Browsing by Author "Lamb, K"
Now showing 1 - 2 of 2
Results Per Page
- ItemInvestigating HPA functionalized mesoporous silica materials for use as high temperature proton exchange membranes(Australian Institute of Nuclear Science and Engineering (AINSE), 2012-12-07) Lamb, K; De Marco, R; Jiang, SP; Peterson, VKHigh temperature (>100°C) proton exchange membrane fuel cells (HT-PEMFC) are solid energy conversion devices that electrochemically convert chemical energy (eg. from alcohols) into electricity. HT-PEMFCs are more efficient than low temperature PEMFCs due to elimination of carbon monoxide poisoning and faster oxidation kinetics. Various types of proton exchange membranes have been explored, such as nonfluorinated hydrocarbon polymers, or hybrid Nafion-based membranes. While these materials have their advantages, they dehydrate at high temperatures, leading to a significant reduction in proton conductivity. Recently, we found that heteropolyacids (HPA) such as tungstophosphiric acid (abbreviated as HPW) can be used to functionalize ordered mesoporous silica (MSN) to make nanocomposites PEMs. While these nanocomposites have shown promising preliminary results as HT-PEMs, the ways in which changes to the structure of these materials affect the proton exchange properties are largely unknown. Analysis techniques such as ex- and in-situ HR-FTIR, SAXS, SANS, and QENS will be used to build an understanding of the membrane structure and proton diffusion mechanisms of these HT-PEMs, thereby determining the best performance HPA-MSNs for use in direct alcohol fuel cells.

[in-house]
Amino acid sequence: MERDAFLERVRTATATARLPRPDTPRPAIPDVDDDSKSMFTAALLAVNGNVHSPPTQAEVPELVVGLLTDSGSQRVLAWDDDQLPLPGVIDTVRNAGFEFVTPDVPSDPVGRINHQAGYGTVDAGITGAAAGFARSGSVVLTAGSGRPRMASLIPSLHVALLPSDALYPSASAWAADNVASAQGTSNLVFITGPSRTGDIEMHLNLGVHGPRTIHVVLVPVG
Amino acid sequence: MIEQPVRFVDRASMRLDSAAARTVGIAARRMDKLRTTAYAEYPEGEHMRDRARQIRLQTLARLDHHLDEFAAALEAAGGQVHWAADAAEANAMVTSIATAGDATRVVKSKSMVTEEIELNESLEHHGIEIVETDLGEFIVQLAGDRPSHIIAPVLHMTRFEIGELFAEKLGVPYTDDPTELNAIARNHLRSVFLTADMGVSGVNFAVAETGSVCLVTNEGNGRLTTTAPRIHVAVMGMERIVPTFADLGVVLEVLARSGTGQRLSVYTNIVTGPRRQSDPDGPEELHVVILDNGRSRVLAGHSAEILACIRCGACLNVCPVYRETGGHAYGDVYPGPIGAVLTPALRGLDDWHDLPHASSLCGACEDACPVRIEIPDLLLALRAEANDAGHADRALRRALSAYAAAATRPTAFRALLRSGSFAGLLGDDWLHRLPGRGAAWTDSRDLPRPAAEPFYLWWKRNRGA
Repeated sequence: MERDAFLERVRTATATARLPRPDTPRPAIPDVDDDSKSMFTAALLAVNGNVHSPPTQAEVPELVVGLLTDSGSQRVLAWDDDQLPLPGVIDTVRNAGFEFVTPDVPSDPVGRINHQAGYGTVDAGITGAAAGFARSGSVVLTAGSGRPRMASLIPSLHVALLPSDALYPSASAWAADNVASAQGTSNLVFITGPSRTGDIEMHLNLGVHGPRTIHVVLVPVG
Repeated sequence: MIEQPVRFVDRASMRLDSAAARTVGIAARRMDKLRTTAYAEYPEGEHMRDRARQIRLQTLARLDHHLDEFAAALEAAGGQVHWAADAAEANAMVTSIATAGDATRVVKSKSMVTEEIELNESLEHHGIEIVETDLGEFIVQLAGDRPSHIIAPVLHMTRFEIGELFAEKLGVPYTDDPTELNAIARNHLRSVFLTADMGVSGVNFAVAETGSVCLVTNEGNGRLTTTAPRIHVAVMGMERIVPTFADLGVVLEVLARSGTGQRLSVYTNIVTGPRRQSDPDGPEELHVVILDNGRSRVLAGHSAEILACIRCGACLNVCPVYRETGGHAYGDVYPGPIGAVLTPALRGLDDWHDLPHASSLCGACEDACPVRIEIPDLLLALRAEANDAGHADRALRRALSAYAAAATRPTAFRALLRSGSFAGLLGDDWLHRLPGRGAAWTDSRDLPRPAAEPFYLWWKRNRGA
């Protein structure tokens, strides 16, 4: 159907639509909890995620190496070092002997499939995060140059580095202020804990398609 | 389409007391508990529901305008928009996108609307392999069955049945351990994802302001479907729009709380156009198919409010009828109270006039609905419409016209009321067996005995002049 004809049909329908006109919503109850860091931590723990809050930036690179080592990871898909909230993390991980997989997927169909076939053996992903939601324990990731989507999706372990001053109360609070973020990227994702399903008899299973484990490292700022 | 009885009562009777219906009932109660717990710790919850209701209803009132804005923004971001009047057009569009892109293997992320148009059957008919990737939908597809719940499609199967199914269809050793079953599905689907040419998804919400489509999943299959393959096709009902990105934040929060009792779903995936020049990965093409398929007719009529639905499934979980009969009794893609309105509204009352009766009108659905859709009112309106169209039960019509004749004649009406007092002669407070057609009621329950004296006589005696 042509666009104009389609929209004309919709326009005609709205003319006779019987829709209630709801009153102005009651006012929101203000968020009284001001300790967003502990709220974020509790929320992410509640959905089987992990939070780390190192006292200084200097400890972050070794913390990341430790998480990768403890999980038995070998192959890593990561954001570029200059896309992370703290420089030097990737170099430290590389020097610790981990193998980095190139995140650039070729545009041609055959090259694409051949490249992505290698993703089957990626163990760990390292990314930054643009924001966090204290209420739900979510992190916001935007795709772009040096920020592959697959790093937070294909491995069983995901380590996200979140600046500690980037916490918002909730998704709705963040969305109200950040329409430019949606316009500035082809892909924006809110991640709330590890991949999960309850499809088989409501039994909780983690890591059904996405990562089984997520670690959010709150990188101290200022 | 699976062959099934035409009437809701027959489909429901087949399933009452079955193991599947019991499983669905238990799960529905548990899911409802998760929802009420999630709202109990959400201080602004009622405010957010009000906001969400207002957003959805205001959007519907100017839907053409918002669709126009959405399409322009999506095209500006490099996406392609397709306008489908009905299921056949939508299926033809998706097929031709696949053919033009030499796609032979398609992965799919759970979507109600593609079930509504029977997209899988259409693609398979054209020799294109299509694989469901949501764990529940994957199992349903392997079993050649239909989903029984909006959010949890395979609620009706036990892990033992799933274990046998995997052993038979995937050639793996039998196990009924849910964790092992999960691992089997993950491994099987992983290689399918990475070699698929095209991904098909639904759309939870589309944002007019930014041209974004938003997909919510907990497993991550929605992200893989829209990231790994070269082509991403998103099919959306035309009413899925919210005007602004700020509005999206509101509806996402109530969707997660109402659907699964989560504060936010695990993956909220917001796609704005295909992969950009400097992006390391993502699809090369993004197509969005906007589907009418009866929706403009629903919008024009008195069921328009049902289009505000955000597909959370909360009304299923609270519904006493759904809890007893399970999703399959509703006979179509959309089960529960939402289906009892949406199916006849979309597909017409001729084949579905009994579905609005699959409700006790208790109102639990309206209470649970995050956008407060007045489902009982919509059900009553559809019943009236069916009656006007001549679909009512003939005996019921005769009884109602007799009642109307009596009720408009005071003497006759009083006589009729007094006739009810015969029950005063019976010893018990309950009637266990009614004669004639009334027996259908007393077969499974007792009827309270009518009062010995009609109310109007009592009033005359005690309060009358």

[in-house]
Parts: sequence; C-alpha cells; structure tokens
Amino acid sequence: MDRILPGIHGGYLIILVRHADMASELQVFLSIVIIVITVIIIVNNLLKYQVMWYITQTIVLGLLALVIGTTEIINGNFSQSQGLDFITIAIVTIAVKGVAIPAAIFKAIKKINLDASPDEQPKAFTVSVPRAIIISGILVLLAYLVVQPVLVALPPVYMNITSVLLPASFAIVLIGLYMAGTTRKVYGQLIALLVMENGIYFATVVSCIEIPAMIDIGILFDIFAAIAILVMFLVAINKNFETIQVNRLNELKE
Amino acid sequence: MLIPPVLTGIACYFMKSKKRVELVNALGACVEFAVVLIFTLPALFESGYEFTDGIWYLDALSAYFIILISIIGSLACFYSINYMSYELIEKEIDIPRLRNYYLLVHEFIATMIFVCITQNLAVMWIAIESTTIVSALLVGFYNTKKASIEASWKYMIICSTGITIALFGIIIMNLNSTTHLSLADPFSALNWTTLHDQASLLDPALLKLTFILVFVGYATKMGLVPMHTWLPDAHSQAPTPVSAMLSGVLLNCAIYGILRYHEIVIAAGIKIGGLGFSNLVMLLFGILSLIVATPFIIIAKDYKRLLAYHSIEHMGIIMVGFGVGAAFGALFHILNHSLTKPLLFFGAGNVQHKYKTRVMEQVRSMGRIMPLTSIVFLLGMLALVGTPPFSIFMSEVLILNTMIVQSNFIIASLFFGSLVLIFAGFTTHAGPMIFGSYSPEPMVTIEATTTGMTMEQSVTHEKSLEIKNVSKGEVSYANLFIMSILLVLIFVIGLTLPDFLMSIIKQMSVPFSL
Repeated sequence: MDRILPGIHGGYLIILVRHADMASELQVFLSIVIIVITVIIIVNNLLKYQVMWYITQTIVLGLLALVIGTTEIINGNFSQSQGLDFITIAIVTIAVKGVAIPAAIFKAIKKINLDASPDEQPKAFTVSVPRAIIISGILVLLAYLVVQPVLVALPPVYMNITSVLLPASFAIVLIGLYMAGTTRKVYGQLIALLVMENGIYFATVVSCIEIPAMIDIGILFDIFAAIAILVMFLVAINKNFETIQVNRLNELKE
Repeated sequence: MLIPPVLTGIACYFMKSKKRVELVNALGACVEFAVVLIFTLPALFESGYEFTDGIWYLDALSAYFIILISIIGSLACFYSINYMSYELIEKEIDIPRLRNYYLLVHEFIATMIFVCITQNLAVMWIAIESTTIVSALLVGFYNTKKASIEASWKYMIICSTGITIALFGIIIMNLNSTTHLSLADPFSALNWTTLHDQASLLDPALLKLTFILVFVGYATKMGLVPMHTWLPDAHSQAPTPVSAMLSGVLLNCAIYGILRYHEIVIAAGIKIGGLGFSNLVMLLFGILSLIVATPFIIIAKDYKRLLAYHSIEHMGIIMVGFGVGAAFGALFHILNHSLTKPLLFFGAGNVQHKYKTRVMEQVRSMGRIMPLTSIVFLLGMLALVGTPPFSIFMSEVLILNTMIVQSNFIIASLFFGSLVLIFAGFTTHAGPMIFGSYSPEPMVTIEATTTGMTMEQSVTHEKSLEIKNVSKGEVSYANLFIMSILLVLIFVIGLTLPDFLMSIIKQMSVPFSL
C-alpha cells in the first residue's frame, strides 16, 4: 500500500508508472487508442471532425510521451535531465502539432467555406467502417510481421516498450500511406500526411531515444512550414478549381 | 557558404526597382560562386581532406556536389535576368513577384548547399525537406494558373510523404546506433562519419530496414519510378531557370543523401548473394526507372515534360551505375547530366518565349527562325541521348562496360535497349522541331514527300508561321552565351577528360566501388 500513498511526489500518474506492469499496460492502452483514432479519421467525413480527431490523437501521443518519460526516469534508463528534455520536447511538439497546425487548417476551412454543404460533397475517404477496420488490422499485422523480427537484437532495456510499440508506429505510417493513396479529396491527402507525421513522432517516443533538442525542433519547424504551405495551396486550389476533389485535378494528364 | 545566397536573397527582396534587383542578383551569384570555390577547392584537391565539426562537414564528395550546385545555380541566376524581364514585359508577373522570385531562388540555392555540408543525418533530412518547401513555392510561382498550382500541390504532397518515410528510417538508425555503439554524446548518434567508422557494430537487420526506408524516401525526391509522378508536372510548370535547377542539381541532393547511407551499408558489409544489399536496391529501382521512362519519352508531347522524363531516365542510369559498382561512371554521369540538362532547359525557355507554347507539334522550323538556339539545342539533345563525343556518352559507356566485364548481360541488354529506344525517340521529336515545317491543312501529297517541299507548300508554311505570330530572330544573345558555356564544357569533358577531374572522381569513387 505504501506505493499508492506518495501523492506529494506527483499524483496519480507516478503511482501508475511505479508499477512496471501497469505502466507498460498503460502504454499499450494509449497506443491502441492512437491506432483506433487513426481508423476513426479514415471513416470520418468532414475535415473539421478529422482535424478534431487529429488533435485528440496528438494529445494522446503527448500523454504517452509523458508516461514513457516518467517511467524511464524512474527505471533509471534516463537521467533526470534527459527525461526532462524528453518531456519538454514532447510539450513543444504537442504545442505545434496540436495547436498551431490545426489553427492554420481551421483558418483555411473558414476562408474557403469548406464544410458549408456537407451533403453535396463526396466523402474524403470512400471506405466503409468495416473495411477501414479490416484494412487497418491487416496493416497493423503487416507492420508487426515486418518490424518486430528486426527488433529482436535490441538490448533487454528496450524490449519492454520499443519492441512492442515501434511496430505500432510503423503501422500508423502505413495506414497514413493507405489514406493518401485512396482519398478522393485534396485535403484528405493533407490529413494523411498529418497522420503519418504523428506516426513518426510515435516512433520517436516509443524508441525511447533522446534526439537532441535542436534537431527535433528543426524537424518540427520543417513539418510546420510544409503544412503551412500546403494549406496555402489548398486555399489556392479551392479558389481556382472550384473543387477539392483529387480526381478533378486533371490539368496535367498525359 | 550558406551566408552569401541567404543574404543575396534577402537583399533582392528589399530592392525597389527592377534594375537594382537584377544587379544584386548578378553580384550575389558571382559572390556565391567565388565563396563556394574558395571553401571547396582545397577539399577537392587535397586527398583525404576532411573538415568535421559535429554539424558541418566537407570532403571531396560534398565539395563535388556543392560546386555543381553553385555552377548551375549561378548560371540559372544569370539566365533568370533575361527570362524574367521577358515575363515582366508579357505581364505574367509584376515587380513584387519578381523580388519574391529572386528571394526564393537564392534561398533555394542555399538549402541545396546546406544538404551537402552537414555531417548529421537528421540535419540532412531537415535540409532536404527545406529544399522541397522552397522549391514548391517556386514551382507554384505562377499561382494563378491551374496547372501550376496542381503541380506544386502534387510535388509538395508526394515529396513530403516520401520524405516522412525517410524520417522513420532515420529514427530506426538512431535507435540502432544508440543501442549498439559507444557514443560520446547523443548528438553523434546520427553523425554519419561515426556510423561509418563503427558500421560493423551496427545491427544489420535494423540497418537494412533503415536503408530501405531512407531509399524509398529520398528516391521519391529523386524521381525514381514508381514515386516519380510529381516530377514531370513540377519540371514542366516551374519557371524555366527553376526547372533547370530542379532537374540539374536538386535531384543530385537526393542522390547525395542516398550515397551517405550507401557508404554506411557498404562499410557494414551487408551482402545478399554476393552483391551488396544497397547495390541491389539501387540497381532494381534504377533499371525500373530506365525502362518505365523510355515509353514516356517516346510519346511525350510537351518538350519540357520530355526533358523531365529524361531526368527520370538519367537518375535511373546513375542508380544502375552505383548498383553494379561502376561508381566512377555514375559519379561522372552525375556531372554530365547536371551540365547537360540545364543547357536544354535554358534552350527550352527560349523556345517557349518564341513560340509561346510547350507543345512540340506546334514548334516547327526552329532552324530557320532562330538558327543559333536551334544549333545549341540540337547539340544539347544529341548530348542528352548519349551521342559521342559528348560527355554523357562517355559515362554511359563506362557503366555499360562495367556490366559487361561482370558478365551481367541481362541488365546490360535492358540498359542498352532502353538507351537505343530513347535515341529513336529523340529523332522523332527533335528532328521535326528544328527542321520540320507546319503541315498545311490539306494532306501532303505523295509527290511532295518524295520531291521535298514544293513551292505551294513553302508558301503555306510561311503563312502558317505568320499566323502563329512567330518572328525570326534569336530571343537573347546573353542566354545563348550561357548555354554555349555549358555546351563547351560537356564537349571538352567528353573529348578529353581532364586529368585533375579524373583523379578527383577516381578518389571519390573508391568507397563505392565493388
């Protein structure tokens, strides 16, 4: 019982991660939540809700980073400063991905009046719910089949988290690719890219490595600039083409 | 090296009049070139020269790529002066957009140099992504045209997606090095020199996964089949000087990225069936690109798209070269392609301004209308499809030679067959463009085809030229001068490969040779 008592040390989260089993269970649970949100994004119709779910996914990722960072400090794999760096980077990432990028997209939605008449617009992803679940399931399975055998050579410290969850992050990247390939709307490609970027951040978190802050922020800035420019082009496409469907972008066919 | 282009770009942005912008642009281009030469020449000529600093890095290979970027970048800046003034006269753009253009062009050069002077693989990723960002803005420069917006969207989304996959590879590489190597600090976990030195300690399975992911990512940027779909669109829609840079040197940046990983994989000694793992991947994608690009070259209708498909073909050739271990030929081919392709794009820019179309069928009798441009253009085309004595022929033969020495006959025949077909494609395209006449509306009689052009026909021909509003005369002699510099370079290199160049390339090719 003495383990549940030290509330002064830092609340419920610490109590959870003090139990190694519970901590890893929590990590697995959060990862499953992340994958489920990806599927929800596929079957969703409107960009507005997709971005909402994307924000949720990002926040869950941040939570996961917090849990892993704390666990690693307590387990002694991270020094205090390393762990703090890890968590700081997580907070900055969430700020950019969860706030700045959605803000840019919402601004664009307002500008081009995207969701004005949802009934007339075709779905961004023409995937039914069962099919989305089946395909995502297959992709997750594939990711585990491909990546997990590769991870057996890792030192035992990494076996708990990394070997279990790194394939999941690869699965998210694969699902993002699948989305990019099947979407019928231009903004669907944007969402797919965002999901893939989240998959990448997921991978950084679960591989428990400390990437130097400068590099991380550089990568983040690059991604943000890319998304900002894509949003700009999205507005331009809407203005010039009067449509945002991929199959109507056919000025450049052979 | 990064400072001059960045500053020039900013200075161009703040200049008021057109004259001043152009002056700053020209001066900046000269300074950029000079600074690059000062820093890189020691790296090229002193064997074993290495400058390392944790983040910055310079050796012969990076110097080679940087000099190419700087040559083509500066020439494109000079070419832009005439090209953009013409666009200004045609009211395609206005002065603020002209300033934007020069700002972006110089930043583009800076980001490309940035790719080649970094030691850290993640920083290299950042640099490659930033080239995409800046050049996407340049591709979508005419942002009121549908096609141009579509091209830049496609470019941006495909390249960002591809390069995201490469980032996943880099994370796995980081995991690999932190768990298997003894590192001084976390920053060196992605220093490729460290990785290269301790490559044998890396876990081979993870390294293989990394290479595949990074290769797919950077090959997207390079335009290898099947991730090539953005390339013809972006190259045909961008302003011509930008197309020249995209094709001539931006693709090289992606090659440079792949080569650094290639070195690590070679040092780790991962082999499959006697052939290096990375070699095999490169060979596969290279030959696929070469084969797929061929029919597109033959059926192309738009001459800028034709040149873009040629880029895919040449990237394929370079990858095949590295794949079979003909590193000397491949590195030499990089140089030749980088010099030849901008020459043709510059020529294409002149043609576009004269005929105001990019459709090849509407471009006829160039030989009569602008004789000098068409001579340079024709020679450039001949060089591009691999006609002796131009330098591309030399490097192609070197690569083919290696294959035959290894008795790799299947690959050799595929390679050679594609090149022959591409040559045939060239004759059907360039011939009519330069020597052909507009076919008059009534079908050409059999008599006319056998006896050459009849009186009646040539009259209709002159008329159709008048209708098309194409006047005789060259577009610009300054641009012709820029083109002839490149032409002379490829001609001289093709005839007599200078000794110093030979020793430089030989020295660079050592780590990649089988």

- ItemMedium Energy Spectroscopy (MEX) - sample environments and supporting infrastructure(Australian Nuclear Science and Technology Organisation, 2021-11-26) Lamb, K; Glover, CJ; James, S; Finch, E; Wykes, JLThe Medium Energy Spectroscopy (MEX) beamline aims to facilitate a wide variety of ex- and in-situ experimental work from a variety of research areas. As such, we will provide a number of sample environments as standard set-up, in addition to ancillary equipment that can be used with custom or BYO sample environments. Sample environments will likely include; room temperature cell, electrochemical flow cell, micro-fluidic cell, flammable gas cell, furnace with gas environments,and a battery testing cell. In addition, supporting infrastructure and ancillary equipment will likely include; flammable and toxic gas handling (flow and pressure control), gas and vapor ventilation, electrochemical testing station (Autolab or similar), fluid (gas or vapour) syringe pumps with pressure monitoring. Most, if not all, of the sample environments and supporting infrastructure will be controlled with the beamline systems, enabling integration and triggering for maximum achievable automation of experiments.© 2021 The Authors